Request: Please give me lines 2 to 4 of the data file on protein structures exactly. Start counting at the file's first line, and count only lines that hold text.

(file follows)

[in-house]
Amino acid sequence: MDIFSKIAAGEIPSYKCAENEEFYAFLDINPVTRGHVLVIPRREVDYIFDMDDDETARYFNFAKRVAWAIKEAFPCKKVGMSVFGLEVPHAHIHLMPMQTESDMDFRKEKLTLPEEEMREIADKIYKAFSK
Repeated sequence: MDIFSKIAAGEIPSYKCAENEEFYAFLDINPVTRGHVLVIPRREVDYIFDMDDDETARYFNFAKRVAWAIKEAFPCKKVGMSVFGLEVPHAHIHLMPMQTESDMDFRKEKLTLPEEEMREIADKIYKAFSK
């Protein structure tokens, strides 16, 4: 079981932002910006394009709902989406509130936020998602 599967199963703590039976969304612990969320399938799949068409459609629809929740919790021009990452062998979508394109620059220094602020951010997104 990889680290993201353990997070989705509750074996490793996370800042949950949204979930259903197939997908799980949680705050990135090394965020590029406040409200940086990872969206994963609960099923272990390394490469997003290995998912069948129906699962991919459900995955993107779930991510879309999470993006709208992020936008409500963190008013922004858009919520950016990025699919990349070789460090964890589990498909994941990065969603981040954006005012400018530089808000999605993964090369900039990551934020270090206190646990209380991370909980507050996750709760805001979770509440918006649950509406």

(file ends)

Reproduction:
Amino acid sequence: MDIFSKIAAGEIPSYKCAENEEFYAFLDINPVTRGHVLVIPRREVDYIFDMDDDETARYFNFAKRVAWAIKEAFPCKKVGMSVFGLEVPHAHIHLMPMQTESDMDFRKEKLTLPEEEMREIADKIYKAFSK
Repeated sequence: MDIFSKIAAGEIPSYKCAENEEFYAFLDINPVTRGHVLVIPRREVDYIFDMDDDETARYFNFAKRVAWAIKEAFPCKKVGMSVFGLEVPHAHIHLMPMQTESDMDFRKEKLTLPEEEMREIADKIYKAFSK
């Protein structure tokens, strides 16, 4: 079981932002910006394009709902989406509130936020998602 599967199963703590039976969304612990969320399938799949068409459609629809929740919790021009990452062998979508394109620059220094602020951010997104 990889680290993201353990997070989705509750074996490793996370800042949950949204979930259903197939997908799980949680705050990135090394965020590029406040409200940086990872969206994963609960099923272990390394490469997003290995998912069948129906699962991919459900995955993107779930991510879309999470993006709208992020936008409500963190008013922004858009919520950016990025699919990349070789460090964890589990498909994941990065969603981040954006005012400018530089808000999605993964090369900039990551934020270090206190646990209380991370909980507050996750709760805001979770509440918006649950509406």